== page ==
But maybe this isn't the best solution. Why not pull a Nintendo and release the game on both systems? After all, it worked during the launch of the Wii with The Legend of Zelda: Twilight Princess. The game sold better on Wii by a 5:1 margin, despite being developed on the GameCube. The Wii went on to have one of the most successful console launches of all-time (Wii Sports undoubtedly played a role in this alongside Twilight Princess).

Sony would still risk losing sales on PS4 by not giving users enough of a reason to buy early; however, it would keep from alienating PS3 owners and may convince a few to go ahead an upgrade when they consider GT6 would still be on the PS4 (likely with better graphics), much like many GameCube owners did with Twilight Princess. 

The console world has changed. Microsoft and Nintendo aren't the only competitors anymore. Mobile devices are surging, PC gaming is holding strong thanks to the likes of Steam, and even web-based games are having an impact on Sony's future. They can ill-afford to launch a system without an enticing hook. Killzone won't be enough on its own. The PS4 needs its Super Mario 64 or Halo. Why not launch the new PS4 with your best-selling franchise of all-time?

Tuesday, March 12, 2013

Trophy Tuesday: The Most Difficult Platinum Trophy

I've platinumed quite a few games, 41 to be exact. A few of those games, such as Trine 2, were rather easy and could be completed in just a few hours. Others took a great deal of time with Skyrim taking me over 100 hours to platinum. As I pondered this week's Trophy Tuesday blog entry, I considered my most difficult platinum trophy ever.

The contenders:
  • Skyrim
  • Batman: Arkham City
  • Batman: Arkham Asylum
  • Modern Warfare 2 
  • Mass Effect 2 
Rather than basing it solely off my experience with each game, I decided to take a look at two factors: 1) Difficulty rating according to ps3trophies.org and 2) How many platinumed the game according to PSNProfiles.com.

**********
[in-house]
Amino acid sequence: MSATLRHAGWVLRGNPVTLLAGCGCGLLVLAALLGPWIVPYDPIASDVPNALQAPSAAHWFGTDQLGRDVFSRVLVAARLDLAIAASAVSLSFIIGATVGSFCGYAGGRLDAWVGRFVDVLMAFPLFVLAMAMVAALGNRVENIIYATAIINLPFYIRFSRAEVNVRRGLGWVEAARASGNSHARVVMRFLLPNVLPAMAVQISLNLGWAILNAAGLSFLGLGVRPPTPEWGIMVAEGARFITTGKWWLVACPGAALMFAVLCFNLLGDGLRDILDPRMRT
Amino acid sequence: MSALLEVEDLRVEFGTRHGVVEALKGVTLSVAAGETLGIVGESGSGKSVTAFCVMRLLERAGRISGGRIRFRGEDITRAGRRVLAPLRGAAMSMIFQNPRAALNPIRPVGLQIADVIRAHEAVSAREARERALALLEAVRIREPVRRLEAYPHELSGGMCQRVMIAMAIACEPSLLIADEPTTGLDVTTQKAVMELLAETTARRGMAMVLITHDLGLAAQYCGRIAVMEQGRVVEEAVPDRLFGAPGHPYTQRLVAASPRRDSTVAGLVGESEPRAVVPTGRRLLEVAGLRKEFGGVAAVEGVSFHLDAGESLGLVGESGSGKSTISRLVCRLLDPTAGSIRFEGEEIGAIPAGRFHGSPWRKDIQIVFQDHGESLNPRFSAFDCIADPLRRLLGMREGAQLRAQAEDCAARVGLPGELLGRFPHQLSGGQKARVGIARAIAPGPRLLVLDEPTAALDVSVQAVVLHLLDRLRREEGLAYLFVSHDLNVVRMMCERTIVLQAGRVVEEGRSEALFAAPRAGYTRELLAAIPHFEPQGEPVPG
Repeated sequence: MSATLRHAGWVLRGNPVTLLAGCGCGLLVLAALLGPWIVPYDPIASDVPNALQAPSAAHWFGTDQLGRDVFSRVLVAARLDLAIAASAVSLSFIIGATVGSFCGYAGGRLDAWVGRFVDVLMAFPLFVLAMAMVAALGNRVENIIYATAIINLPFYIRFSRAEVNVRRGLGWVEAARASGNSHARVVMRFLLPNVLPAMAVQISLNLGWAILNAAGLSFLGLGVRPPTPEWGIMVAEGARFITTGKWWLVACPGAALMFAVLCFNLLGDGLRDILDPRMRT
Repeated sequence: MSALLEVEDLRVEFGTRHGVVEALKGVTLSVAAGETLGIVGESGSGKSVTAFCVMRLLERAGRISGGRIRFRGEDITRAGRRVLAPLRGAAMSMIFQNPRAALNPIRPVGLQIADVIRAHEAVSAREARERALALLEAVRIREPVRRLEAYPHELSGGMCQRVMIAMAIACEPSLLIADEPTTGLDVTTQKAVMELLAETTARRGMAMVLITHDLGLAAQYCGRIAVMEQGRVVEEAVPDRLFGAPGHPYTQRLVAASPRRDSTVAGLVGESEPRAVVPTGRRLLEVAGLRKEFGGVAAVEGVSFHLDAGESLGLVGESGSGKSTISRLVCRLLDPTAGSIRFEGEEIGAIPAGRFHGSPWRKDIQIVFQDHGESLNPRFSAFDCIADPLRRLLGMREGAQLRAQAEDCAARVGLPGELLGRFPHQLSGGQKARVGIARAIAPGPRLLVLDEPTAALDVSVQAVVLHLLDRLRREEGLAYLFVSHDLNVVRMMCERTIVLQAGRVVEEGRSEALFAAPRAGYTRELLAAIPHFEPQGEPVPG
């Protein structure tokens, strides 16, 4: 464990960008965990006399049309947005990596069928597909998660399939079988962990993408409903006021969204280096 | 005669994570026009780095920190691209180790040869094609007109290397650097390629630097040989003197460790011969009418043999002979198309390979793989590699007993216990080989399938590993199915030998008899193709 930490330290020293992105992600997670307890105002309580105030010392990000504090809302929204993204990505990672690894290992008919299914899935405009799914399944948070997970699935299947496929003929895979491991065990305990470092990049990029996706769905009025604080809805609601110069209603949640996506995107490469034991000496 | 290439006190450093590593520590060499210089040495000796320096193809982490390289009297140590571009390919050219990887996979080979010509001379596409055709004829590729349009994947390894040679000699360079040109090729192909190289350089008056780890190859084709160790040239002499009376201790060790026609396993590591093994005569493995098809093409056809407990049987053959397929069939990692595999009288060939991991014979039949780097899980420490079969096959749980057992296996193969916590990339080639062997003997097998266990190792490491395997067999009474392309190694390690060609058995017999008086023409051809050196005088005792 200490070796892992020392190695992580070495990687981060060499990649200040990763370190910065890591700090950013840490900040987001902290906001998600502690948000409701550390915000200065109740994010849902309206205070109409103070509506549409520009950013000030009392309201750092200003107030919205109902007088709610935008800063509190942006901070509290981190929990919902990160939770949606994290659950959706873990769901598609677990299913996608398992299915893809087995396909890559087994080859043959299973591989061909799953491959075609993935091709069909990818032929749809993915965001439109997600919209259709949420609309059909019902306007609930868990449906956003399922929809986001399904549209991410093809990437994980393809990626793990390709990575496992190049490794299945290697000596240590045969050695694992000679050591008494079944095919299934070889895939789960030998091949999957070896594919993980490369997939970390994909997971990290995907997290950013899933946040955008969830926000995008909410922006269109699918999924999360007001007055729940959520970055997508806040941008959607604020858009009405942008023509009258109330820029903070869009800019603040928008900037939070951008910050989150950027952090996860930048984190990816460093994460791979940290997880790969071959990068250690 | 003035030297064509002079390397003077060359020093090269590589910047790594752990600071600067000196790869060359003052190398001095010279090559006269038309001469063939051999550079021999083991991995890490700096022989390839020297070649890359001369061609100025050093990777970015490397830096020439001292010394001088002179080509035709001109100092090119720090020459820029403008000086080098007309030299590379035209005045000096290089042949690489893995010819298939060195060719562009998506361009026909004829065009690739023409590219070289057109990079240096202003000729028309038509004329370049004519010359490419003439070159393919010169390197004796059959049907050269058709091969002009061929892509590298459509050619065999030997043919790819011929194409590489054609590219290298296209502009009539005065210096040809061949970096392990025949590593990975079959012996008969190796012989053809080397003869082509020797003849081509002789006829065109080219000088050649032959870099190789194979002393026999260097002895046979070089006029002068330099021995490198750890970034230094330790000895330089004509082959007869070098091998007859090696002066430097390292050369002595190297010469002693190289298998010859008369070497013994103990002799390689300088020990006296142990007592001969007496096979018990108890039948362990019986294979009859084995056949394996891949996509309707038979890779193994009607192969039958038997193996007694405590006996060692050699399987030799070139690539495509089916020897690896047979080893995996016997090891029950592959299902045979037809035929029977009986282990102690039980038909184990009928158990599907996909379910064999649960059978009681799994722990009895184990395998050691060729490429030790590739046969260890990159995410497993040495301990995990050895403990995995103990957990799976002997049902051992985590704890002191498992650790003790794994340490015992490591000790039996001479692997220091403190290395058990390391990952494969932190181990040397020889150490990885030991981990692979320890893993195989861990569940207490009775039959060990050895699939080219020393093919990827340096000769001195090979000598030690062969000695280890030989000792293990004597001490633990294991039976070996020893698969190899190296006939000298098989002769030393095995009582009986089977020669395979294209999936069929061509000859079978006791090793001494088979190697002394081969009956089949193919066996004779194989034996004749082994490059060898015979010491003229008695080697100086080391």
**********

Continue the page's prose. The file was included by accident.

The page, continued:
Let's start with the difficulty rating. Here are the results going from most difficult (1) to least difficult (5).
  1. Batman: Arkham City (7/10 TIE)
  2. Batman: Arkham Asylum (7/10 TIE)
  3. Modern Warfare 2 (6.5)
  4. Mass Effect 2 (6/10)
  5. Skyrim (4.5/10)
Next, let's rank them in order of the most rare platinum (1) to the most common platinum (5).
  1. Batman: Arkham City (10,885)
  2. Mass Effect 2 (10,955)
  3. Skyrim (22,752)
  4. Batman: Arkham Asylum (23,183)
  5. Modern Warfare 2 (56,561)
Truth be told, I would have said Arkham City even before looking at these numbers. Not only did it prove to be the most challenging, it also ended up being the platinum trophy I treasure the most. You see, many trophies are simply a battle of attrition. Find this many items, defeat this many enemies, travel this far...Arkham City has its share of these trophies, but it's really the challenge maps and Riddler trophies that set it apart. 

Whereas other games require you to repeat tasks over and over to get a certain trophy, Arkham City's challenge maps require true skill. You have to practice your moves repeatedly and time your parries perfectly, that is if players wish to pursue the game's most difficult trophy, which requires you to use every move at your disposal (gadgets and all) in one continuous free-flow combo...without getting hit. 

One trophy requires you to utilize every